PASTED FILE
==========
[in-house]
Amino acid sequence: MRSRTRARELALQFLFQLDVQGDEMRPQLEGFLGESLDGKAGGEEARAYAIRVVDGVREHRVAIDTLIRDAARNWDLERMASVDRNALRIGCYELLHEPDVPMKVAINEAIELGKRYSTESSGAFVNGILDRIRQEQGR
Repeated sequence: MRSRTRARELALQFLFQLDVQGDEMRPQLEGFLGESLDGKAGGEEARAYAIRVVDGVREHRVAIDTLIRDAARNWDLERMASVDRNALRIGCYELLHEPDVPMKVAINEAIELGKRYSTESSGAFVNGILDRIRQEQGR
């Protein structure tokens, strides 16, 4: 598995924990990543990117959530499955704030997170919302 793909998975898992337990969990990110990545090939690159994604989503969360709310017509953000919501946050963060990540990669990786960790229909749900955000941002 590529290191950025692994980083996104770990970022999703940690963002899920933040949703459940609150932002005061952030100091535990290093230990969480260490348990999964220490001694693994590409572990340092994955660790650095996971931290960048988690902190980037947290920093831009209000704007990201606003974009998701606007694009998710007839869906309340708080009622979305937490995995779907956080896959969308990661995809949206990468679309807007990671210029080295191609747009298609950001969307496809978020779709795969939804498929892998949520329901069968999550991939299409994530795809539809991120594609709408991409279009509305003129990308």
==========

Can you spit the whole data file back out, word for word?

[in-house]
Amino acid sequence: MRSRTRARELALQFLFQLDVQGDEMRPQLEGFLGESLDGKAGGEEARAYAIRVVDGVREHRVAIDTLIRDAARNWDLERMASVDRNALRIGCYELLHEPDVPMKVAINEAIELGKRYSTESSGAFVNGILDRIRQEQGR
Repeated sequence: MRSRTRARELALQFLFQLDVQGDEMRPQLEGFLGESLDGKAGGEEARAYAIRVVDGVREHRVAIDTLIRDAARNWDLERMASVDRNALRIGCYELLHEPDVPMKVAINEAIELGKRYSTESSGAFVNGILDRIRQEQGR
């Protein structure tokens, strides 16, 4: 598995924990990543990117959530499955704030997170919302 793909998975898992337990969990990110990545090939690159994604989503969360709310017509953000919501946050963060990540990669990786960790229909749900955000941002 590529290191950025692994980083996104770990970022999703940690963002899920933040949703459940609150932002005061952030100091535990290093230990969480260490348990999964220490001694693994590409572990340092994955660790650095996971931290960048988690902190980037947290920093831009209000704007990201606003974009998701606007694009998710007839869906309340708080009622979305937490995995779907956080896959969308990661995809949206990468679309807007990671210029080295191609747009298609950001969307496809978020779709795969939804498929892998949520329901069968999550991939299409994530795809539809991120594609709408991409279009509305003129990308």